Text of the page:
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Anime Friday: Akikan

I've been doing this project for a few months now and I realized that I needed to establish a more solid metric with which to judge my developing understanding of anime. I'm not really here to make myself like the genre more than I previously did, nor am I here to prove that my original assessments were justified. Rather, I'm trying to improve the depth of my overall appreciation of what is, admittedly, a fairly pervasive art form. I wouldn't be pursuing this endeavor in good faith if I only subjected myself to the best the genre has to offer or the fan favorites. So, when I recently read reports on a forum of what was called by many "the worst anime I've ever seen", I had to check it out. Now, before I get into Yuji Himaki's TV adaptation of Riku Ranjo's manga Akikan, I have to confess something. I have a history of embracing bits of pop culture just because they rub people the wrong way. I'm on record claiming that 12 Oz. Mouse is my favorite animated series ever, and by my junior year in high school I was no longer allowed to select movies among my circle of friends thanks to a few admittedly questionable choices. I have to include this preface to contextualize the following statement: Akikan is indeed the worst anime I have ever seen and I absolutely love it to death in a completely non-ironic way. First, let's talk about the story... the delightfully ridiculous, they-can't-possibly-be-serious story. A boy named Daichi Kakeru who lives by himself in a swinging bachelor pad despite being a sixteen-year-old high school student acquires a magical Lolita who is actually a can of melon-flavored soda given human form. Still with me? Good. Kakeru is a lech and a virgin with a propensity for tearing off his clothes at the drop of a hat. This angers Melon (the magical can girl), causing her to frequently attack him with balls of compressed carbon dioxide. Soon, a government official from The Department of Commerce tracks down Kakeru and Melon, explaining that there are other magical can-girls and that they will be forced to fight each other in order to determine whether Japanese manufacturers will be required to use only steel or only aluminum for their canned products. Did I mention that the g-man is scandalously gay with no scruples about molesting boys while they're unconscious? Now, I'm usually not very tolerant of anime plots. They're often absurd without being fun and they embrace cliche like an otaku embraces his Girlfriend's Lap Pillow. But when one show loads so much ridiculousness into one plot, I don't see hackney, I see reckless abandon. Akikan makes no attempt at dignity whatsoever. It is juvenilia to the extreme. Every other joke is a dirty one, homosexuals are depicted as being perverted and/or scary, and the plot is pure wish fulfillment. On top of all that, Akikan is loaded with some of my favorite insane lines from any anime, ever. Example:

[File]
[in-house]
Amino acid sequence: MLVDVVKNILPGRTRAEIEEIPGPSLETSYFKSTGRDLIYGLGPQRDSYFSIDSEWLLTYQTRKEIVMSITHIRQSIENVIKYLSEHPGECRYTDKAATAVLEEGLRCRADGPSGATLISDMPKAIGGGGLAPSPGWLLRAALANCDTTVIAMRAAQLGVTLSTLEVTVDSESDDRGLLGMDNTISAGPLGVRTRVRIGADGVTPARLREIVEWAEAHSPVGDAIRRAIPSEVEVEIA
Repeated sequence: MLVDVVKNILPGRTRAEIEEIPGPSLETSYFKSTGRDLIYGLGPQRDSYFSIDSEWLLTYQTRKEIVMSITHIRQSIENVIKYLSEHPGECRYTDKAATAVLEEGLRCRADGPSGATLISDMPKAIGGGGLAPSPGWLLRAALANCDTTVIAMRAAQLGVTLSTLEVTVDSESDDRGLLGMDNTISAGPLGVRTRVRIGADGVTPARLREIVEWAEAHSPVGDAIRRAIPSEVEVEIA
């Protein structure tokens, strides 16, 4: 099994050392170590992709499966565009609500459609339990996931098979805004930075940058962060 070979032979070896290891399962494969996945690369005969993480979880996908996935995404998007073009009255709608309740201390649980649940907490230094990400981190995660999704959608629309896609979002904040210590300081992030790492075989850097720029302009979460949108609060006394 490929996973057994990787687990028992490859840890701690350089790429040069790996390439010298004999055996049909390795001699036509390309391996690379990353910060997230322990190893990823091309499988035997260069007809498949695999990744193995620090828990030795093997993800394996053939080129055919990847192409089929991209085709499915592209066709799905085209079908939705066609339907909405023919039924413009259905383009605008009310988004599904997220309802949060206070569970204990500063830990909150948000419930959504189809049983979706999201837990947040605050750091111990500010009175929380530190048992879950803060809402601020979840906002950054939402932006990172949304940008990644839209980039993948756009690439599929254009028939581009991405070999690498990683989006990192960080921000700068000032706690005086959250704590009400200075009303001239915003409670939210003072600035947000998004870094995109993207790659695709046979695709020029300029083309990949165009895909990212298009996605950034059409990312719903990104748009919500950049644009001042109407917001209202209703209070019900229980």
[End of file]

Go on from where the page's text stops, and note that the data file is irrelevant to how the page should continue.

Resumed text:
Kakeru: What are you doing? Yurika (with an intense, scary background): An experiment to see if a human is able to live solely on supplements
Make no mistake, Akikan is epically terrible. The animation is cheap and full of recycled sequences, the voices are silly and the premise is downright worthless. Still, when something is this bad, one wonders whether or not the badness was intentional. Imagine going to a restaurant with a date. Your date receives an overcooked, under-seasoned piece of chicken. That's bad, but it's really just the result of incompetence. You, on the other hand, order a steak and the chef decides to serve you a hunk of clay covered in tartar sauce and skewered with lit sparklers. That's bad in an entirely different, much more insane way. That's what Akikan is. Comprehension: 4/10- I don't even think Riku Ranjo knew what was going on when he wrote this story, so I don't feel so bad being at a loss. I'm just going to have to accept that a Japanese upbringing allows for a lot more suspension of disbelief than an American one. Enjoyment: It's a spectrum beginning at 2, jolting up to 10 then settling somewhere around 6. I began absolutely hating Akikan for all the right reasons, then slowly grew to love it for all the wrong ones. Improvement of Understanding: 8/10- I now have a solid foundation for how bad anime can get. I found that metric I referenced at the beginning of this post. No matter what I see in any future anime, I can ask myself, "Is this more or less absurd than a sentient soda can that moans when you put a straw into it?" Next Week: Haruhi